This end buts against the back wall and you can see the air inlets and why you need to drill the
two holes so it can breath. Also in the pic is the brass jet attached to the hose coupling.
Just screw it into the cast burner and the other end into your propane source.
Under the burner notice the bolt.
I drilled a hole in the bottom of the smoker, pushed it through and secured it.
I added a washer and additional nut for a spacer since the burner sets about 1" above the bottom.
(see pic below) Solid as a rock!
It almost seems this smoker was meant to be modified for gas!

Here is the charcoal pan - (now the woodbox) and water pan.
The smoker is in use again already!
Notice how neatly the burner fits directly under the woodbox (charcoal pan)

Here is a pic from the underside.
You can see the bolt is secured with washer and a nut.

Heres dinner!
Mesquite smoked split chicken breasts with a spicy cajun rub......

You can see additional pics here>>>

Hope this is helpful - I am very satisfied with my franken-smoker!!!!
You did such a good job on that, that it doesn't even look like a mod. :D Good to see that the hose is completely outside so there's no chance of it melting and causing problems.

Chicken looks fantastic! 8)
Hi Gunhound,
I have that exact smoker and am really impressed with your propane conversion. I also have a turkey fryer that we don't use anymore. So I am considering do the conversion to my Brinkmann. Just want to make sure all is well with yours? Do you get a gas taste in your meat? Of course I guess it wouldn't be anything to put it back to plain ole charcoal and wood again.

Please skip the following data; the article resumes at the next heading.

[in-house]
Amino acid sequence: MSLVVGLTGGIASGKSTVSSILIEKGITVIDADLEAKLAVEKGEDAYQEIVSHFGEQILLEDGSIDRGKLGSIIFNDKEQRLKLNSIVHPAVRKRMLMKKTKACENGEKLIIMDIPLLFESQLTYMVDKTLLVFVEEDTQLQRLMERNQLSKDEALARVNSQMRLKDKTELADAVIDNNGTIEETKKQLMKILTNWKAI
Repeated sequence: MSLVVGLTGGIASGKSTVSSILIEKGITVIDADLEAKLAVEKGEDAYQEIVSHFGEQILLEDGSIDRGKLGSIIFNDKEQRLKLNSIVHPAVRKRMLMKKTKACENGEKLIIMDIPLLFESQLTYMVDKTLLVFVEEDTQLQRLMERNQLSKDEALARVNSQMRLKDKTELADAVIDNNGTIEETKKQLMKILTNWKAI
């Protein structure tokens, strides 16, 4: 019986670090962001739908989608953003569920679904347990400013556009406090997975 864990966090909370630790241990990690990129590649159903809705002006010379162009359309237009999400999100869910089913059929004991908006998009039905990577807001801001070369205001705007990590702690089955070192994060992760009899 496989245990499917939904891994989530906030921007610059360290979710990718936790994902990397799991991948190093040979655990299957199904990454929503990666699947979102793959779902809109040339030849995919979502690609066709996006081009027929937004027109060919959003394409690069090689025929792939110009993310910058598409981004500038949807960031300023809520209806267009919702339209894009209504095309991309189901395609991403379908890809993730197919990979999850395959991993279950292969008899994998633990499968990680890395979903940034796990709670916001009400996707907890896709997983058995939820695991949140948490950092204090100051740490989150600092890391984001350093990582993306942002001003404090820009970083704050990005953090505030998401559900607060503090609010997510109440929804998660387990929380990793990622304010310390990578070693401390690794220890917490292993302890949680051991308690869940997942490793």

Any updates or modifications you have would be greatly appreciated.

Thanks again, Steve
No gas flavor detected. I brought some of the chicken to work for others to try, and they really enjoyed it. When we heated in the microwave, the smell of smoked meat was quite evident in the office. It smelled as though we had cooked it in there. I am very happy with the conversion and glad to have saved a few bucks as well. No problems so far, and it cooks very consistently. Only thing I did for the chicken was to mist it twice with aple juice, and then a mist of 50/50 bourban and water.
I have a Brinkman Offset coal/wood smoker, and would like to convert it to propane. Any ideas as to get some parts ?
Wow!!!!!!! Congrats. I have tried similar experiments but
couldn't get the high pressure turkeyfryer burner to hold a flame low enough. Did you have any such problems?
I just bought a Brinkmann 805-2101-S Pitmaster Deluxe Smoke 'N Pit. I want to convert it to a gas grill and gas smoker.So that I can use it for for slow cooking or quick BBQ.Has anyone converted one of these? any ideas?

I converted my old charcoal GOSM to propane also, but just used a single burner propane setup fed thru a side vent. I use an old fying pan on the burner, minus the handle and set my wood down on that. Works well and no complaints about gas flavor.
Great job, almost looks like it came from factory that way.
Thanks for the pics. I have been considering doing the exact same thing. It is starting to get old having to clean up my smoker, dismantle it, and take it back to the midwest to smoke a turkey for Thanksgiving. Might just buy one at the Walmart back there, do a mod and leave it there.
Thanks again
Hey it looks like you did an excellant job on the transformation.
Hello, hey that looks pretty impressive thanks for the instructions i can now convert my charcoal brinkman how do you regulate the temperature is it just by lowering or increasing gas flow? regards Kiwi Cooker is reader supported and as an Amazon Associate, we may earn commissions from qualifying purchases.